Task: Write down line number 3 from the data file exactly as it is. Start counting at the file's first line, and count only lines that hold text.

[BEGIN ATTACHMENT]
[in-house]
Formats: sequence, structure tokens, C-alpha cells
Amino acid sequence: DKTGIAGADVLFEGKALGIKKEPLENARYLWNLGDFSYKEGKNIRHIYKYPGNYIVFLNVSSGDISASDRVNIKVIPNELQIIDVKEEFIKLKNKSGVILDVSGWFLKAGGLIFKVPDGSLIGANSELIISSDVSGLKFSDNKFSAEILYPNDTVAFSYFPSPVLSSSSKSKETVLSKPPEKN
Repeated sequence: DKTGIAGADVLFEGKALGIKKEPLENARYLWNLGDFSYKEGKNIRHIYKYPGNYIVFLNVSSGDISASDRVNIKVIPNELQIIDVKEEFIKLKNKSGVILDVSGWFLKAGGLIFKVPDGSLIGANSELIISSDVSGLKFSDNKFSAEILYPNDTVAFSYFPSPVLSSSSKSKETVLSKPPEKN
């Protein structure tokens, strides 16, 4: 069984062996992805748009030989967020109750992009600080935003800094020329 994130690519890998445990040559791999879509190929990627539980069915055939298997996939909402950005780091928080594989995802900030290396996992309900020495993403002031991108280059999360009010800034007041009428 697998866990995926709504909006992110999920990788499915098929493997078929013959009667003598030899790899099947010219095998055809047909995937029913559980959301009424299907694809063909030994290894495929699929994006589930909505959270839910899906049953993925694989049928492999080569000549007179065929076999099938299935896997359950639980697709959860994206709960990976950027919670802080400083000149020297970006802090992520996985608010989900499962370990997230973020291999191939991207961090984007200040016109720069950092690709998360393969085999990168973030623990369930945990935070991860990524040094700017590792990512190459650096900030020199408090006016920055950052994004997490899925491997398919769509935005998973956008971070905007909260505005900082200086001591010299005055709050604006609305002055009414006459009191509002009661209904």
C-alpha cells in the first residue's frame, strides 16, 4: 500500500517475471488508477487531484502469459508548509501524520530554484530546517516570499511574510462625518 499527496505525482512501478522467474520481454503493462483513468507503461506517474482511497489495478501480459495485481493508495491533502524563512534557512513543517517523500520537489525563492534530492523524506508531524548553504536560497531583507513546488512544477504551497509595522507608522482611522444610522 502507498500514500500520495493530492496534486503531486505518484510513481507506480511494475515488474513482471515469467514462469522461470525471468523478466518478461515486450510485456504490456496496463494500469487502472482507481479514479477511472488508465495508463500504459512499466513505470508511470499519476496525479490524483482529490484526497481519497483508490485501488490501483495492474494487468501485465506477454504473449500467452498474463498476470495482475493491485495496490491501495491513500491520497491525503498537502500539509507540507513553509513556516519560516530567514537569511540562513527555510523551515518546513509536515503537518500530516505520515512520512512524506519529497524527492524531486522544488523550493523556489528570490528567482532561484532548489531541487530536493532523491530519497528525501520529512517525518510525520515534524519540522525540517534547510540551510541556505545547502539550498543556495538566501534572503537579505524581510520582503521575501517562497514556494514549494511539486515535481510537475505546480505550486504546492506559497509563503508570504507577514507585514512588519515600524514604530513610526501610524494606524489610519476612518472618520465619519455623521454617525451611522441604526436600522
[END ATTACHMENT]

Amino acid sequence: DKTGIAGADVLFEGKALGIKKEPLENARYLWNLGDFSYKEGKNIRHIYKYPGNYIVFLNVSSGDISASDRVNIKVIPNELQIIDVKEEFIKLKNKSGVILDVSGWFLKAGGLIFKVPDGSLIGANSELIISSDVSGLKFSDNKFSAEILYPNDTVAFSYFPSPVLSSSSKSKETVLSKPPEKN